The Four P’s of PR
When you speak of Public Relations, it’s such a vast subject that it’s not easy to try and fit it into tiny containers. Good PR is all about building a favorable brand image for a brand or individual. An image that will be trusted and respected. This does not happen overnight and has to be well-planned and strategized.
The Four P’s of PR are Protect, Promote, Perform and Prove. Following these four faithfully will make every PR campaign a huge success. The top PR campaigns have used this formula successfully.
Building a good reputation is not easy, so every brand must invest time and money towards building trust and goodwill. Once the brand begin to occupy a particular positive space in the customer’s head, it’s important that this remains sustained. Therefore, all efforts to protect the reputation gained must be taken in terms of carefully articulated press releases and information that reaches the public.
Crisis management is one of the most challenging situations that PR faces. When a company or brand finds itself embroiled in scandal, this could directly impact its stock prices and sales. The information being passed about the situation may or may not be true. It’s up to PR agencies to keep their eyes and ears open for any negative reports about clients and either pro-actively kill the stories or instantly go into damage control mode and attempt to sort things out. Failing to do this can be detrimental to the future of the brand.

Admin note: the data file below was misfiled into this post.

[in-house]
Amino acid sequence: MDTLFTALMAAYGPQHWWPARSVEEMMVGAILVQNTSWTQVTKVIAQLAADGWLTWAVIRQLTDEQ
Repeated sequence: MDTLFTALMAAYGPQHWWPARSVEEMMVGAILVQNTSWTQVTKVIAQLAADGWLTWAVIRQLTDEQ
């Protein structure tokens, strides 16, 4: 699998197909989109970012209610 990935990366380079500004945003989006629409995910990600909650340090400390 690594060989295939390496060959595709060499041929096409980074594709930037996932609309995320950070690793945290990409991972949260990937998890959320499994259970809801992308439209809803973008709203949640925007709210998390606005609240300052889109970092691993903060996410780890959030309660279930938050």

Once press releases have been drafted and everything set to connect with the media is ready, the PR agency must not waste a single minute. Connecting and promoting the news with something newsworthy enough to hook them is the key. It could be an innovation, a new product launch, a piece of information that’s completely fresh.
To make this truly effective, it’s important to truly build bridges with reporters and editors. Personal relationships with them takes patience and persistence but this is a key factor in getting the news you want disseminated.
Earlier PR used to be an activity delinked from the rest of a company’s marketing activities. However, modern PR is completely different and is expected to align and contribute to the profitability of a company. Today, the expectations from clients are very different. PR cannot succeed to its fullest on its own. It must properly integrate with marketing, social, digital, IT, data, insights, and /customer market intelligence.
Giving clients effective proof of the efficacy of a PR campaign will not only keep them happy but bring in repeat business and word-of-mouth referrals. The impact must be measured using metrics and this will help the brand gain customer insights and correct any wrong assumptions that might have been arrived at. The insights provided must be data driven so that customers can tweak their offerings based on this. To be taken seriously, PR must deliver tangible benefits that reflect in improved brand perception and in increasing sales.